January 18, 2002

Commentary

Protecting Our Way of Life?

by Sheldon Richman

Even when responding to a monstrous and unjustifiable provocation such as September 11, the U.S. government threatens our liberty. We have much to fear from the power in Washington.

At least Osama bin Laden never says he has our interests at heart. We can't be lulled into trusting him. Not so with the U.S. government. It constantly tells us that it's acting in our best interests - even as it enacts legislation and executive orders that steal our freedom; even as "the people's representatives" give the president a blank check to make war that Napoleon would have envied. Thank you, President Bush and Congress, for putting another nail in the Constitution's coffin.

The most disturbing thing about all these professions of devotion to our "way of life" is that most people believe them. War is celebrated as the great unifier. Unity is a euphemism for "collectivism". Conservatives abhor peacetime collectivism but adore wartime collectivism. (Left liberals are onboard too.) They are all "kick ass" patriots now - they feel best about their country when it's dropping bombs somewhere.

A newspaper in the South with a conservative editorial line recently described how America has changed since September 11: "It has changed the way a great people changes when it wakes up from trivial pursuits and calmly, confidently begins to find its bearings, correct its mistakes, and keep its eye on the goal: victory."

Trivial pursuits? Excuse me, those would be our lives and families that writer was referring to. But then the private life becomes expendable whenever war fever seizes a nation. War is the great collectivizer - I mean "unifier". Makes one wonder what we're fighting for.

Too extreme a statement? Look at what has come out of Congress and the Oval Office in recent weeks. Our representatives passed a 300-page "anti-terrorism" bill - obscenely named the USA Patriot Act - without reading it! It expands the surveillance powers of government by orders of magnitude and lets government agents search our homes without our knowledge.

That same bill imposes new and intrusive obligations on every business in the country. It contains this little, underreported bombshell (Sec. 365): "Any person - (1) who is engaged in a trade or business; and (2) who, in the course of such trade or business, receives more than $10,000 in coins or currency in 1 transaction (or 2 or more related transactions), shall file a report described in subsection (b) with respect to such transaction (or related transactions) with the Financial Crimes Enforcement Network at such time and in such manner as the [Treasury] Secretary may, by regulation, prescribe."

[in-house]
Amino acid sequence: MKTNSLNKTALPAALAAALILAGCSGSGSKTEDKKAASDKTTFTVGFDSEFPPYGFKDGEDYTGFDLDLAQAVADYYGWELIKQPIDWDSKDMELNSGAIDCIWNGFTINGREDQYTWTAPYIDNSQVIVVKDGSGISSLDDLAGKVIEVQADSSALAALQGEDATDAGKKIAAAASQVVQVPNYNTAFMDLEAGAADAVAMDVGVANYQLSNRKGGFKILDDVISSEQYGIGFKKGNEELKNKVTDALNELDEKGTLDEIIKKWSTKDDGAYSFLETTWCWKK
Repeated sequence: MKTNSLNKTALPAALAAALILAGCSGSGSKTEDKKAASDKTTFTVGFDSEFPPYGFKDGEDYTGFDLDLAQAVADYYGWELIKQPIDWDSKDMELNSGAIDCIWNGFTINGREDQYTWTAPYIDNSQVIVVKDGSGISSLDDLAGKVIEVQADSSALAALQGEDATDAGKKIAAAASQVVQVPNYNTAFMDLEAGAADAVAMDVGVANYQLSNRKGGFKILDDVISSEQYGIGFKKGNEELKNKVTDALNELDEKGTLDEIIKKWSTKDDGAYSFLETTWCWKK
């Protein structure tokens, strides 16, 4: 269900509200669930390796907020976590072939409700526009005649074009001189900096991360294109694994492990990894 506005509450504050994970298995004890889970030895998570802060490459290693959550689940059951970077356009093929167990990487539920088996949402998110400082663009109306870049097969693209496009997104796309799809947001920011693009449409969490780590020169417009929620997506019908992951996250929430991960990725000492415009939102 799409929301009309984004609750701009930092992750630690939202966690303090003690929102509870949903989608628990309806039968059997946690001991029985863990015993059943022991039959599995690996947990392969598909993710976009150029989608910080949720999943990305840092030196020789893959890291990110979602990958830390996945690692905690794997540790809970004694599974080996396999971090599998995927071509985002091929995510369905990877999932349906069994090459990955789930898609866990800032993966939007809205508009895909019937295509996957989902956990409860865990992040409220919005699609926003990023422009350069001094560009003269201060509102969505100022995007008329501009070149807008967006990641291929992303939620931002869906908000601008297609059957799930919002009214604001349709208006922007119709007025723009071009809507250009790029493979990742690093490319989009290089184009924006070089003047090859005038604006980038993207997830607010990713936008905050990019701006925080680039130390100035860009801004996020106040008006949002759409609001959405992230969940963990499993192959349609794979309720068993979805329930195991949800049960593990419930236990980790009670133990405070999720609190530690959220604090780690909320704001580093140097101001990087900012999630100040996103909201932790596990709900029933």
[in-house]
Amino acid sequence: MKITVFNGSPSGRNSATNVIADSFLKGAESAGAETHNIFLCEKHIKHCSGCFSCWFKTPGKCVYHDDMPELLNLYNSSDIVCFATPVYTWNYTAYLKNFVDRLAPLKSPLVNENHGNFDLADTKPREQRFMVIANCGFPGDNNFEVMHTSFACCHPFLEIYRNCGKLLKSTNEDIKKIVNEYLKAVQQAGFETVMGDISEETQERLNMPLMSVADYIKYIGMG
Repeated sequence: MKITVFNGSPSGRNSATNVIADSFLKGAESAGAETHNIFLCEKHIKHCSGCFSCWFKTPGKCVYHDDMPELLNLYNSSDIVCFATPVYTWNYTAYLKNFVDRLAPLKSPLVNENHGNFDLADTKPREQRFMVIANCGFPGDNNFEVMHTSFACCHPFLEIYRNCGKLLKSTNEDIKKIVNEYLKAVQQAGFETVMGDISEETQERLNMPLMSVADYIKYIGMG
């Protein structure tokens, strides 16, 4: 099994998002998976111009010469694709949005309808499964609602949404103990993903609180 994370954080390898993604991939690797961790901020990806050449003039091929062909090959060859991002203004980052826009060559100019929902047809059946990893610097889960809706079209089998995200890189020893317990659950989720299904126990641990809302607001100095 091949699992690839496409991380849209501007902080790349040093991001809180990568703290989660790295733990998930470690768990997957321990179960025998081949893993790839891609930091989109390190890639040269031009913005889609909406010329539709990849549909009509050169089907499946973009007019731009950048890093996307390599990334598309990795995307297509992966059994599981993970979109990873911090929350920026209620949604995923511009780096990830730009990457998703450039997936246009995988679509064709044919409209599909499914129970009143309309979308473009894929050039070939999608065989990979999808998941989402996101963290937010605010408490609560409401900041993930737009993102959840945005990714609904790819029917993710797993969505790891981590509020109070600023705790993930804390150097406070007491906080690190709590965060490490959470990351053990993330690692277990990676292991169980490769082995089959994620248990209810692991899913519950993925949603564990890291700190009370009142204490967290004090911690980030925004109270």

As the Boston Globe observed, "Three $4,000 pieces of furniture, for example, might trigger a filing."

Extensive violations of our financial privacy were imposed, first, to ensure tax compliance, then to fight the war on drug users. They mostly involved banks and related institutions. (You can't take $10,000 out of the country without telling the government.) Now the violations have been broadened to every business and consumer in the guise of fighting terrorism. Whatever happens, the power mongers win.

More than 500 people (noncitizens) are being detained indefinitely, in many cases incommunicado. Some of those who are permitted to see lawyers are denied private meetings with them. Do the public schools tell kids about habeas corpus?

And of course, the president has signed an order permitting noncitizens to be tried in secret military tribunals under rules of evidence and a standard of proof to be determined by - the secretary of defense. Someone could be executed under a standard weaker than the traditional "beyond a reasonable doubt" and with a less-than-unanimous verdict. Now there's confidence in the American way of life.

But all such concerns are to be blinked away in the wave of patriotic war fever that currently washes over America. The politicians - egged on by the cheerleaders of the news media - figure they can keep us too giddy with the rocket's red glare and bombs bursting in air to notice our liberties being sucked out of our lives, not by the terrorists, evil as they are, but by our government's reaction to them.

All in a day's work in the American Empire. It's a just war. Anything goes.

Sheldon Richman is senior fellow at The Future of Freedom Foundation (www.fff.org) in Fairfax, Va., and author of Tethered Citizens: Time to Repeal the Welfare State.

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